You’ve been sticking PERFECTLY to your nutrition diet plan and your workouts have been killer! But why aren’t you making downward motions on your scale?
What the heck is going on? Why isn’t your hard work and effort paying off while is seems so easy for other people? Is there anything you can do to get better results?
Many factors like age, body type, gender, & how much weight you have to lose can affect how fast you can shed extra pounds. Men will tend to lose weight quicker because most men have more lean muscle mass and muscle translates into a faster metabolism. People who have more weight to lose may also drop the pounds more quickly in the beginning of a weight-loss program because the more you weigh, the more calories you burn during any given activity.
Sometimes, though, people who seem to share a lot of these traits—similar body size, weight, age and activity levels—just don’t get the same results, even when they do the same things.
Often when you have slow or non-existent weight loss it can be traced to very common problems.
#1: Your numbers aren’t right
In a healthy, “normally” functioning body, weight loss occurs when you use (burn) more energy (calories) than you take in from food. This calorie deficit forces your body to take fat out of storage and turn it into fuel that your cells can use to maintain necessary body functions. A pound of fat represents about 3,500 calories of stored energy, so you can predict that a calorie deficit of 3,500 will translate into one lost pound, give or take a little.
The most common reason why weight loss seems to be going slower than people expect is that their calorie deficit is not as large as they think it is. Either they’re not burning as many calories as they think they are, or they’re eating more than they think they are, or a combination of both.
Track your calorie intake carefully and diligently, until you can recognize portion sizes of the foods you eat often without measuring. And don’t count the regular activities of daily life you’ve always done as part of your “exercise.”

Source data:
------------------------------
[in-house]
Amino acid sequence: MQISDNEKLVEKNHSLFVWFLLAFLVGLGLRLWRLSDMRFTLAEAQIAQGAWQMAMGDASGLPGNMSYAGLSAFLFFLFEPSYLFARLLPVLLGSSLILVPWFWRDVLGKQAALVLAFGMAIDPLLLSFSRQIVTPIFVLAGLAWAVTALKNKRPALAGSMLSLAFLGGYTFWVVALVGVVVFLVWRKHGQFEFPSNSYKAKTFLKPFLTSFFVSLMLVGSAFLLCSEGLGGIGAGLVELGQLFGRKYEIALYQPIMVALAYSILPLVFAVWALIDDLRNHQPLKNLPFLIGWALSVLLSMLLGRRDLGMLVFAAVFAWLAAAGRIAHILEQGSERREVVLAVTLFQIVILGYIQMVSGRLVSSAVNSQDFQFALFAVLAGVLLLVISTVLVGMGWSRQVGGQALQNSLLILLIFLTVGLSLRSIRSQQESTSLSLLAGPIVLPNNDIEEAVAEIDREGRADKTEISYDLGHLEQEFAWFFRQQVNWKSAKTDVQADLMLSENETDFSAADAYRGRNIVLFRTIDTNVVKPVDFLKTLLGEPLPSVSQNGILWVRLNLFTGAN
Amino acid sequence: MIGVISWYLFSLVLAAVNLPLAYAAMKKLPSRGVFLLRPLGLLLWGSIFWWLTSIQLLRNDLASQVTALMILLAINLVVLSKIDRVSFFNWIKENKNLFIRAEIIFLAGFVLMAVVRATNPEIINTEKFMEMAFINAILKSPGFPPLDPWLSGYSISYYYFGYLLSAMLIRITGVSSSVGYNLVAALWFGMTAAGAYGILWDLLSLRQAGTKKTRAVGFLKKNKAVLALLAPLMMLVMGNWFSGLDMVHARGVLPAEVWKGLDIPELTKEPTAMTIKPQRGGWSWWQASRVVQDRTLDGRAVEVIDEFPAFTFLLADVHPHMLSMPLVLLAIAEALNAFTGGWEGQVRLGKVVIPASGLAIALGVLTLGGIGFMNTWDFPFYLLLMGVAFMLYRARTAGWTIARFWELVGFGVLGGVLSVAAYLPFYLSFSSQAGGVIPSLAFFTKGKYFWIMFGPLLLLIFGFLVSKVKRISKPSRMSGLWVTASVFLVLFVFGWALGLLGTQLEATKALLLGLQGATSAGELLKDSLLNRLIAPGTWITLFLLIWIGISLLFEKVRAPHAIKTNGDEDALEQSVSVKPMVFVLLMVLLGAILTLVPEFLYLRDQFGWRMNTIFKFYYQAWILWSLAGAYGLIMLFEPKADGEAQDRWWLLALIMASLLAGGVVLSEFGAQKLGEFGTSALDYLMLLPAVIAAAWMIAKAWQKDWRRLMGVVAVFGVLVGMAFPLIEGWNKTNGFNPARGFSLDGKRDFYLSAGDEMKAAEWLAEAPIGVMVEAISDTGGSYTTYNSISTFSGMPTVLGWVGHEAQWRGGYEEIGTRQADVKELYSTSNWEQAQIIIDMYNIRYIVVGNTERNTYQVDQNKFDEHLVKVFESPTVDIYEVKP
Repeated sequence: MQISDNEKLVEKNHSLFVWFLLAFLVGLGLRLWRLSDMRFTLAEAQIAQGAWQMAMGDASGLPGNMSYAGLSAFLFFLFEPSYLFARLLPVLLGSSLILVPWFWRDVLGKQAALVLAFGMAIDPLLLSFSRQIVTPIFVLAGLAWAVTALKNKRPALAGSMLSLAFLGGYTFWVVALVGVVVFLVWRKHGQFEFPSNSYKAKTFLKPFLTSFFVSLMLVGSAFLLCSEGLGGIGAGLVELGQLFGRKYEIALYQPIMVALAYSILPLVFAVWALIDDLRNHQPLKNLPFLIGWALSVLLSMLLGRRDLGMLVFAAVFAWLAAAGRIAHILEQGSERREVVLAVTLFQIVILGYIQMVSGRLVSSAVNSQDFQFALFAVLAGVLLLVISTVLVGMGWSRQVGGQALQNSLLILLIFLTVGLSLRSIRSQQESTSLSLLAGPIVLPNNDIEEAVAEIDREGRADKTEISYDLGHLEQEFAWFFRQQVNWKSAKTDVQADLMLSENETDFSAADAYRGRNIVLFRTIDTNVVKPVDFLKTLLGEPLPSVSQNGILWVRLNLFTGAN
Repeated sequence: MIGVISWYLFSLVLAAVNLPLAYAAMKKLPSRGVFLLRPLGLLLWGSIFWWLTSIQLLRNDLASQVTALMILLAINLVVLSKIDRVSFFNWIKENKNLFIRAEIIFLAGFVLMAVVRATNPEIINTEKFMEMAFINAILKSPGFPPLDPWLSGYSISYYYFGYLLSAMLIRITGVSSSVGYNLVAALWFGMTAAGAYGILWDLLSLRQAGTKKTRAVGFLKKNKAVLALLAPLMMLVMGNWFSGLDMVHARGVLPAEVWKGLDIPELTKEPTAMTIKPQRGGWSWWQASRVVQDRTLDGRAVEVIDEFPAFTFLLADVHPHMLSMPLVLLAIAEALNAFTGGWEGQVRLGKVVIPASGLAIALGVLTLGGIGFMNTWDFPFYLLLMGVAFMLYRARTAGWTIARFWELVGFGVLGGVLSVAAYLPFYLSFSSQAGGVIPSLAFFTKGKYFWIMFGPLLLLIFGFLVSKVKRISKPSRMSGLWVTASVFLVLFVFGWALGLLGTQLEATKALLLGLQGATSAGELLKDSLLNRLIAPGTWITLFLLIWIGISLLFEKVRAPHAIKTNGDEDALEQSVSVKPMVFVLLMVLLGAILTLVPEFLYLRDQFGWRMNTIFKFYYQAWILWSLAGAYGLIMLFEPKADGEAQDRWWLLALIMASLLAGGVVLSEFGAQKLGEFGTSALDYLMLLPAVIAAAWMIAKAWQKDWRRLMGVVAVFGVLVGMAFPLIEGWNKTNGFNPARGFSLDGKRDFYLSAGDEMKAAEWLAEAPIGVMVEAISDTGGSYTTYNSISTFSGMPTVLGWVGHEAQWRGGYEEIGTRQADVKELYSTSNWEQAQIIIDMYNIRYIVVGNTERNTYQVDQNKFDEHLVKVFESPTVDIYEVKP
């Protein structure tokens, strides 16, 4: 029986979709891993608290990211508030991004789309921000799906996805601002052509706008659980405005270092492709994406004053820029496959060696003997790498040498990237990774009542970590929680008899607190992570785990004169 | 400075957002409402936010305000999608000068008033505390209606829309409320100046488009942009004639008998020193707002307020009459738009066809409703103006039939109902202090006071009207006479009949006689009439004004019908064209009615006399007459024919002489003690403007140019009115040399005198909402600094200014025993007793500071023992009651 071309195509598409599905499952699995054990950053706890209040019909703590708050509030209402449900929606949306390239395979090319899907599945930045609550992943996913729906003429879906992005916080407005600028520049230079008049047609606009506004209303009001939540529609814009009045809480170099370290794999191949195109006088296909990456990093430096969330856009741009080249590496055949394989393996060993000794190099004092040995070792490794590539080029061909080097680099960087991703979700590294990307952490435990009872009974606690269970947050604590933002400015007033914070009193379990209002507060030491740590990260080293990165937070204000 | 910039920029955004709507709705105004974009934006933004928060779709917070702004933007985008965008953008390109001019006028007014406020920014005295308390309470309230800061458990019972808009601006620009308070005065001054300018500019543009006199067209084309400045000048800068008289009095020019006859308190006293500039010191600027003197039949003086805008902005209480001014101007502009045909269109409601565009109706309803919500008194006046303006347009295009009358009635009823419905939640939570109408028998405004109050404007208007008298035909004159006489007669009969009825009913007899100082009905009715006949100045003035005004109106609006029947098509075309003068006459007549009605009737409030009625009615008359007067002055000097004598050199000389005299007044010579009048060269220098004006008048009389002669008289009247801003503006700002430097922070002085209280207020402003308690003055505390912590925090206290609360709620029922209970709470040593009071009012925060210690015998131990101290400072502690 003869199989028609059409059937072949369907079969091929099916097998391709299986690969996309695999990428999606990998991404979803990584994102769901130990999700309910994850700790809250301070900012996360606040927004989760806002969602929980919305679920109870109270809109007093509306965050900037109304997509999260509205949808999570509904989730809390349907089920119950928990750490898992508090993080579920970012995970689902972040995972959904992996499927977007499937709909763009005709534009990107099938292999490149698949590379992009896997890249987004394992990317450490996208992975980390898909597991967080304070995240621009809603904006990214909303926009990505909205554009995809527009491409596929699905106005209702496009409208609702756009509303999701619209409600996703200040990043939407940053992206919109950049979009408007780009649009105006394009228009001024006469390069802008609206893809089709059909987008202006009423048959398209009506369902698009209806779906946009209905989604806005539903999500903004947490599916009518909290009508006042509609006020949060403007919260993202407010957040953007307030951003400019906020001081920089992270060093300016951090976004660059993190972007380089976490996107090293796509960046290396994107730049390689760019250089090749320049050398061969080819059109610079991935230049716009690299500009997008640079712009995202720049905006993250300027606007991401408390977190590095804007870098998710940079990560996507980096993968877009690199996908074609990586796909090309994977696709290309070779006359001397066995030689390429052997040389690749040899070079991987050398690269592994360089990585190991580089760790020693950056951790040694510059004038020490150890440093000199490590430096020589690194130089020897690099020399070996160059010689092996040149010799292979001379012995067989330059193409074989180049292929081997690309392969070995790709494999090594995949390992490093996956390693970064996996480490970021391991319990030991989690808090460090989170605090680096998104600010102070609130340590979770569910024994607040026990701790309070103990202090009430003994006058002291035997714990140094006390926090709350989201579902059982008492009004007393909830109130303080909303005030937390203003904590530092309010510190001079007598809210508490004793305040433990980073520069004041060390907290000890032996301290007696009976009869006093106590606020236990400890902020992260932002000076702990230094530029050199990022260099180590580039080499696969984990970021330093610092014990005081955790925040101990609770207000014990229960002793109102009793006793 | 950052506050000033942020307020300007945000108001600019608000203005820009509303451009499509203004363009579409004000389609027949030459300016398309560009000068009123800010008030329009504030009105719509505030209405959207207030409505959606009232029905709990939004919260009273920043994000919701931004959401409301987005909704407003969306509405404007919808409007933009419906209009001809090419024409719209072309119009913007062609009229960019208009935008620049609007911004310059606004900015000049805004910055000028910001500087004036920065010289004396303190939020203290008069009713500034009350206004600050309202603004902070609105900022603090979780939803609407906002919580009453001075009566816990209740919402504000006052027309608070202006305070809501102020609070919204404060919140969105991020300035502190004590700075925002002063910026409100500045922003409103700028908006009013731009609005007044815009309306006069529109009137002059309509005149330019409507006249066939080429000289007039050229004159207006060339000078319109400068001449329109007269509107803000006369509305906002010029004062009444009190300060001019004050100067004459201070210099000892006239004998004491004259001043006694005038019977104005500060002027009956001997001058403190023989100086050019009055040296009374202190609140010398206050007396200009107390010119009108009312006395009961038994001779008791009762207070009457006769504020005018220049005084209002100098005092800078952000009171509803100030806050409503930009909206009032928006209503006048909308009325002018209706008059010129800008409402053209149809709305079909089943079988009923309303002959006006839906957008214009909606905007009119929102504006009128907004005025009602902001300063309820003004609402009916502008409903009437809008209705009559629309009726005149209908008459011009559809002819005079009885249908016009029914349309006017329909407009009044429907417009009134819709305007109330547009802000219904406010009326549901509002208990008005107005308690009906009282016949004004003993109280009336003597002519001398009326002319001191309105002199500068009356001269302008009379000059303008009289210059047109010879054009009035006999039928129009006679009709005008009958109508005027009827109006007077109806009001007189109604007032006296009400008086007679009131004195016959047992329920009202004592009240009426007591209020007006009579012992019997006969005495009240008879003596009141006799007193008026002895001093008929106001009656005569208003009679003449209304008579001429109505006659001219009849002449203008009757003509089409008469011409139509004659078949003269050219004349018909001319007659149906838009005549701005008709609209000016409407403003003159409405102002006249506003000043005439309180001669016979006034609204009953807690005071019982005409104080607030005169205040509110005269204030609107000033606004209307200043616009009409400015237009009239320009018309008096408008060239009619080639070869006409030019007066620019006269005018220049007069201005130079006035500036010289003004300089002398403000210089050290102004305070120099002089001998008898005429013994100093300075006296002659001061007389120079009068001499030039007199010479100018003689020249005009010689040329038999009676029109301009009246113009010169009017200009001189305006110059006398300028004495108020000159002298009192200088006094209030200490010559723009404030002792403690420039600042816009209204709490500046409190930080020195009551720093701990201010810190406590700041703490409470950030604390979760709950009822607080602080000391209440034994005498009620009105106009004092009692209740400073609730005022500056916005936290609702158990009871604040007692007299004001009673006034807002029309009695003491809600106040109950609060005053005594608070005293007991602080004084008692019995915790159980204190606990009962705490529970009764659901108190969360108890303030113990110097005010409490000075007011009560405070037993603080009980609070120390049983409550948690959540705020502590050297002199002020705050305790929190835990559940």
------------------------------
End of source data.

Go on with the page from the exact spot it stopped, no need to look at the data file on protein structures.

Fitness trackers and cardio machines only estimate how many calories you truly burn, and these trackers and machines tend to overestimate how much you’re really burning. For a more accurate reading, you could invest in a good heart rate monitor that better estimates your calorie burn based on how hard you are actually working during exercise.
#2: Excess muscle loss
It would be nice if every pound lost was a pound of fat. In reality, all weight loss involves some combination of fat loss and muscle loss. To get the best results from your weight-loss efforts, you want to maximize fat loss and minimize muscle loss. The best way to do that is to include strength training in your routine. The more muscle you have, the more calories you burn, even while at rest. Without strength training, a substantial amount of the weight you lose could be muscle (lean tissue), which can reduce your fitness and lower your calorie burning capacity.
#3: WHAT you eat matters almost as much as HOW MUCH you eat
How our bodies process the food we eat is managed by a complex set of biochemical interactions that determine when and where any excess calories are stored. For some, a diet high in fast-digesting carbohydrates like refined sugar and refined grains can make it easier for their bodies to store excess calories as fat and harder to get that energy back out of fat cells later on when it’s needed. It can also lead to increased appetite and more cravings for high-sugar foods. So if you’ve been overweight for a long time, struggle with appetite, carb cravings, and slow weight loss, you might want to switch it up to a diet higher in protein and healthy fats, and lower in refined carbohydrates and sugar.
Eat less and burn more, right? Weight loss isn’t always that simple. For a lot of us, it’s more than counting calories in and calories out. We all have to figure out what works best for us and not compare our results to someone else’s no matter how similar we may seem to be. Our weight loss and maintenance is a continuous journey and we have to pay attention to the route and be open to making changes in our approach along the way.
As always, be sure to discuss your nutrition and exercise plans with your doctor first.
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